Did you hear the one about the transgender high school boy who was told to wear a green wristband at school so everyone knows he’s trans?
Sadly, it’s not a joke.
16-year-old Ash Whitaker is suing the Kenosha Unified School District for planning to make him and other trans students wear a bright green bracelet, identifying them as transgender students.
The Wisconsin school district had proposed this was a way to alert teachers to stop Ash from entering the boys bathroom, since he was born female. Hello? Did we learn nothing from North Carolina? Or Virginia?
In my time learning about the trans community, one thing has been made pretty clear: trans people don’t want to stand out… they want to blend in! They don’t want the spotlight. They’re not in your face about their identity. They simply want to be who they feel they were born to be, usually as quietly as possible.
Forcing them to wear a green wristband is about as subtle as a Scarlet A.
In Ash’s case, fellow students know he is trans. In fact, he was nominated for prom king – a nomination that school officials blocked until protests forced them to change their mind. Officials still refer to him with female pronouns and use his female name, despite his requests that they do otherwise.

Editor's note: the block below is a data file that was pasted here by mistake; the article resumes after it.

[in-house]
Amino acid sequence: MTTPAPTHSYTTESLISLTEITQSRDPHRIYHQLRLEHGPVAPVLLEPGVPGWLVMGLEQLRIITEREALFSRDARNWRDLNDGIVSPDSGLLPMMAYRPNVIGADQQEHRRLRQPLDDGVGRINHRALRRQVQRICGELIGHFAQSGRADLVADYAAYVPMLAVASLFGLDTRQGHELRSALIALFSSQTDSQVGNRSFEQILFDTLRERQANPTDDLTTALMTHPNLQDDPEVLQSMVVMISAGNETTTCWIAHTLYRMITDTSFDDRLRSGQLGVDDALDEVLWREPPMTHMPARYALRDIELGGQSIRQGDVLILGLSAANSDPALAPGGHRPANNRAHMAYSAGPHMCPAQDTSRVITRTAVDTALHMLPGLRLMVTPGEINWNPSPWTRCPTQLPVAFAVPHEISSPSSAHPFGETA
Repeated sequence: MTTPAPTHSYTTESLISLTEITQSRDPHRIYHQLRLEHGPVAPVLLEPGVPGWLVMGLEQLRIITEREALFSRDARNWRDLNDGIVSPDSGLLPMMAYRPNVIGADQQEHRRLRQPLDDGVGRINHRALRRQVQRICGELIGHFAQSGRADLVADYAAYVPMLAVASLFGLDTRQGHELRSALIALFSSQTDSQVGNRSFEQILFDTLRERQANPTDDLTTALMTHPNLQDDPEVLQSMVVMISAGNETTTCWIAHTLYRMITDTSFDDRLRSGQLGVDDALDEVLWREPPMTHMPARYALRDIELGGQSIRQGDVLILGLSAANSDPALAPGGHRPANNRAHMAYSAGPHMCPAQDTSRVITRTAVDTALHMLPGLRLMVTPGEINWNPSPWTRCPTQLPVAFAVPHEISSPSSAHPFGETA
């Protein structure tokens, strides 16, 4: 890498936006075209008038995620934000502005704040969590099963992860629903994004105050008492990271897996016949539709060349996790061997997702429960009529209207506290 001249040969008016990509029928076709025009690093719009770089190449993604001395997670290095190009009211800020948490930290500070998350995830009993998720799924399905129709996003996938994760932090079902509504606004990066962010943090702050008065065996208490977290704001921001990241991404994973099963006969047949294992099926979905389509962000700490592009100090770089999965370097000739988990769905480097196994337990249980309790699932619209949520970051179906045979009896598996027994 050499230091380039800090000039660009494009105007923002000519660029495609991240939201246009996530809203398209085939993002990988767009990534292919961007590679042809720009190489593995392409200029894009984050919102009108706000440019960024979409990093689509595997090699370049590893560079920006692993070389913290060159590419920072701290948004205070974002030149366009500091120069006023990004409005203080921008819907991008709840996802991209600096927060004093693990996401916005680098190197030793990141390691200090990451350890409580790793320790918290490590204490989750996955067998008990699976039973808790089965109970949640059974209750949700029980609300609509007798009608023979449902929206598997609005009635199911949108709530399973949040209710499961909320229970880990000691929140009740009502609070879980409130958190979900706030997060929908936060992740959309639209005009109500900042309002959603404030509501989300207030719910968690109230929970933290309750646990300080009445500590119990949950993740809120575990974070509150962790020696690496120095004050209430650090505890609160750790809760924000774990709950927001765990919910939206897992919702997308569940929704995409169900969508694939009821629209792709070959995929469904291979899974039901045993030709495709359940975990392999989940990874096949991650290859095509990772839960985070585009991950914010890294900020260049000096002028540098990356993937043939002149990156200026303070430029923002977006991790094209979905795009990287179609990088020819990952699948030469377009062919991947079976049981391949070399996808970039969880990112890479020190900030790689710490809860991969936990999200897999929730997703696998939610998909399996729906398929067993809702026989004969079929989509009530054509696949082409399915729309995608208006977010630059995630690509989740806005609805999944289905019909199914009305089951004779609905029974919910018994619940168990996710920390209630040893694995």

Other trans students may not be as open, and these green wristbands “out” them.
The lawsuit Ash filed states that school officials must treat him, and all trans students, as their preferred identities and stop any discrimination against transgender students.
I have middle-school aged kids and for years have watched their schools make huge proclamations about bullying: how it won’t be tolerated, how everyone should be treated equally and with respect.
How is forcing these students to wear wristbands not a form of bullying? You’re not treating them equally. You’re not respecting them. You’re singling them out, and making them bigger targets for those who are just looking for someone to pick on.
Shame on you, Kenosha Unified School District. I hope Ash wins his lawsuit. And I hope someday, you’ll get a good, old-fashioned lesson in acceptance. You sure need one.